Health savings accounts and consumer-directed health plans are surging in popularity these days. The allure of lower premiums and consumer engagement is powerful, but it may not work in the end. The reason? Our very human preference for simplicity, rather than complexity.

Consider, for example, how many different organizations are involved with one simple health transaction: Getting a flu shot at the doctor's office. Here is a partial list of organizations shaping this event:

* Epidemiologists who predict what flu strains will be circulating;

* Manufacturers who estimate how much vaccine to make;

* Makers of syringes and packaging materials to ship the vaccine;

* Federal government agencies that distribute vaccine;

* State government-licensed health practitioners;

* Advertising agencies hired by pharmacies, health groups and government to promote the benefits of vaccination;

* Health plans who choose different providers to be in their network;

* Employers who offer vaccine clinics on site.

A 2007 study estimated that determining the factors involved in any single health care transaction would require one billion binary questions!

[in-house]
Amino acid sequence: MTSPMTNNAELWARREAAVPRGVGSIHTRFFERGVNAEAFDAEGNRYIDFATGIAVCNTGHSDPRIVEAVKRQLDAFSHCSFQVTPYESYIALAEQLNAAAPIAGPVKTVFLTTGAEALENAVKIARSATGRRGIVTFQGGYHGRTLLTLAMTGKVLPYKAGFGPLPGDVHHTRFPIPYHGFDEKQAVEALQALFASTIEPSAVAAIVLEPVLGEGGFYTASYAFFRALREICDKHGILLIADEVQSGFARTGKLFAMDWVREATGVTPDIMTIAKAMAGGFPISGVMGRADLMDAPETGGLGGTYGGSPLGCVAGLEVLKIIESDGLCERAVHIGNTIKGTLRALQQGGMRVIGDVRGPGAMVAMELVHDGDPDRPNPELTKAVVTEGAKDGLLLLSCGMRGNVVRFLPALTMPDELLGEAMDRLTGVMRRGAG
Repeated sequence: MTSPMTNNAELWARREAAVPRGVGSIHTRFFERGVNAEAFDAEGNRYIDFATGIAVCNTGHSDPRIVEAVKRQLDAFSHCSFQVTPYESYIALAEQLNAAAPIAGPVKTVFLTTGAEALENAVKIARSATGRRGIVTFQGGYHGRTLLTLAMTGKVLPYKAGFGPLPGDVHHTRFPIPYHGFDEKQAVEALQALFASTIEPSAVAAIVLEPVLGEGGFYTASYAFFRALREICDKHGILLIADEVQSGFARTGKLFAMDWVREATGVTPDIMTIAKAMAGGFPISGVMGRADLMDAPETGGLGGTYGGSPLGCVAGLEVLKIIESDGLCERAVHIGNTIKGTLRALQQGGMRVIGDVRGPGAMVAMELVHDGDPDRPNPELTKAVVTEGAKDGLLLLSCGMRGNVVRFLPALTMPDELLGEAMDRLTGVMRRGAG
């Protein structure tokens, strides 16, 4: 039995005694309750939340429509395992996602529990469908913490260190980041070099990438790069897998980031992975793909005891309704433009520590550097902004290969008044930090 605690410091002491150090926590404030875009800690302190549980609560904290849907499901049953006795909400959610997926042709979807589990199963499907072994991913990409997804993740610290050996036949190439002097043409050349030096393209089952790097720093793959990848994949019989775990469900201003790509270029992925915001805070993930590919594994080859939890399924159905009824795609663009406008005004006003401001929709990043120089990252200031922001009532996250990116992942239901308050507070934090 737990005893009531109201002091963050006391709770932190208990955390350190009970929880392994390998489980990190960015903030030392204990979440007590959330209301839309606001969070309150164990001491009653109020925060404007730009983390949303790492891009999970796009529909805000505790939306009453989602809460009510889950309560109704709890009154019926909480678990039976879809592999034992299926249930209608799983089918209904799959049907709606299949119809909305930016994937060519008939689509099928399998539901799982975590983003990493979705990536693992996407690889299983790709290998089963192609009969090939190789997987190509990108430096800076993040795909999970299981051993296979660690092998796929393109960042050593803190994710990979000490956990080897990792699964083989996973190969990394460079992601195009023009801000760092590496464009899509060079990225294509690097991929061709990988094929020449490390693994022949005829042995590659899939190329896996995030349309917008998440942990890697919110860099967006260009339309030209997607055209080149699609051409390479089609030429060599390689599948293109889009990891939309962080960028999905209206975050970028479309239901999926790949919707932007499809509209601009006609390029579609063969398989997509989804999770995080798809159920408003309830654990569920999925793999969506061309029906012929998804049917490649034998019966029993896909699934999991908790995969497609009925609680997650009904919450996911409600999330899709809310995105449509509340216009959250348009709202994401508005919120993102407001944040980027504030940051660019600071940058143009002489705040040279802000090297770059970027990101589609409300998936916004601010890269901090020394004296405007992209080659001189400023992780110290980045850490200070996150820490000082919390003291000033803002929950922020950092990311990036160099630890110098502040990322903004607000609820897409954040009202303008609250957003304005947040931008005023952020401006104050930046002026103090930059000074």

Other markets - from retail stores to automobiles - are making things simpler and more straightforward for the user. A novice can now click through prompts to find out why the computer is not connecting to the Internet, for example. He does not need to understand bits and bytes to fix the problem.

"The idea of consumer-directed health care ... is going in the opposite direction in that it increases complexity for consumers, and possibly for clinicians. Using other markets as benchmarks, we would expect this push to fail, or at least to have limited success," said William B. Rouse in a 2008 study.

His theory is that health care should increase its own management of complexity to simplify things for patients, families and caregivers. And, unlike buying a car or a high-end stereo, when we're buying medical services, we can't learn from our mistakes. We are not likely to have a second occasion to choose a neurosurgeon, for instance.

The best tactic for a benefits manager faced with rolling out an HSA or CDHP is to be realistic. Temper your and your employees' expectations. If you can, tone down the communications about savvy shopping for medical services. You don't need employees feeling pressured to "shop" when they are worried about their child's head injury or their own suspicious lump.

Having people shop for medical care the way they shop for cars or stereos might be ideal, in some ways. But it is not attainable as long as the shoppers are human beings.

Linda K. Riddell is a principal at Health Economy, LLC. She can be reached at LRiddell@HealthEconomy.net.

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